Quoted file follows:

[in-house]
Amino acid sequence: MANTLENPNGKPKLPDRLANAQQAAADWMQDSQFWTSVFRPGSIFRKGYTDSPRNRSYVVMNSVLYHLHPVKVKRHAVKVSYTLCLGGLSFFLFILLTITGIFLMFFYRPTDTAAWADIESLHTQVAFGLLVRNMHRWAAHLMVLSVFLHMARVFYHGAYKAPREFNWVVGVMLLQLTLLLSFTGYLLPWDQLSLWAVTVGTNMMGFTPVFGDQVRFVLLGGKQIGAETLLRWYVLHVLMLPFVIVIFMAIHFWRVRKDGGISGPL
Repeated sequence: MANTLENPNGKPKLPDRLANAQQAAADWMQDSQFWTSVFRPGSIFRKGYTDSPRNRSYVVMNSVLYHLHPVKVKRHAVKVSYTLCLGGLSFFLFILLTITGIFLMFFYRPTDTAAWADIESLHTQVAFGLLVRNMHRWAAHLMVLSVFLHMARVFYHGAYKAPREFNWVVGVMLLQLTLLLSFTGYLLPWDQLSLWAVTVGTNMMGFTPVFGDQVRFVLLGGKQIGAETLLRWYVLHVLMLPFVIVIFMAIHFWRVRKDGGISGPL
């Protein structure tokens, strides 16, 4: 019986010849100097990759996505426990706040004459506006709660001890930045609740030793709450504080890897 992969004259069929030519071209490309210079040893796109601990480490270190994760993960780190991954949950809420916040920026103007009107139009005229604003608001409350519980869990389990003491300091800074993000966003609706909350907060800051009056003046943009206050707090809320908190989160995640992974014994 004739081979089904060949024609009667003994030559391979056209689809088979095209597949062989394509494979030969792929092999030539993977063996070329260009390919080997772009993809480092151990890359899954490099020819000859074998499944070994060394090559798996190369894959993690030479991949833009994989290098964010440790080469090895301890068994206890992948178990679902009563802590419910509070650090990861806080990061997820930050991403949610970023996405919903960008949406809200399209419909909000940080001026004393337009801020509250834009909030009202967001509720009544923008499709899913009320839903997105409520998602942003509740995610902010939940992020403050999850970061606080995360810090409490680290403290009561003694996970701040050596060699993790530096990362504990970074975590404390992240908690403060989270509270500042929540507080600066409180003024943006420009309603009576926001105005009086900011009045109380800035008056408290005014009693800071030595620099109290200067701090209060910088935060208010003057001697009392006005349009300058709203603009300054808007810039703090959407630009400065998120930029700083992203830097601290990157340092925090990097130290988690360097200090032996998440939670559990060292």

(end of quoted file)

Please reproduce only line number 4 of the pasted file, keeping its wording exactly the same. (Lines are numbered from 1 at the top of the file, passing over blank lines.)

């Protein structure tokens, strides 16, 4: 019986010849100097990759996505426990706040004459506006709660001890930045609740030793709450504080890897 992969004259069929030519071209490309210079040893796109601990480490270190994760993960780190991954949950809420916040920026103007009107139009005229604003608001409350519980869990389990003491300091800074993000966003609706909350907060800051009056003046943009206050707090809320908190989160995640992974014994 004739081979089904060949024609009667003994030559391979056209689809088979095209597949062989394509494979030969792929092999030539993977063996070329260009390919080997772009993809480092151990890359899954490099020819000859074998499944070994060394090559798996190369894959993690030479991949833009994989290098964010440790080469090895301890068994206890992948178990679902009563802590419910509070650090990861806080990061997820930050991403949610970023996405919903960008949406809200399209419909909000940080001026004393337009801020509250834009909030009202967001509720009544923008499709899913009320839903997105409520998602942003509740995610902010939940992020403050999850970061606080995360810090409490680290403290009561003694996970701040050596060699993790530096990362504990970074975590404390992240908690403060989270509270500042929540507080600066409180003024943006420009309603009576926001105005009086900011009045109380800035008056408290005014009693800071030595620099109290200067701090209060910088935060208010003057001697009392006005349009300058709203603009300054808007810039703090959407630009400065998120930029700083992203830097601290990157340092925090990097130290988690360097200090032996998440939670559990060292």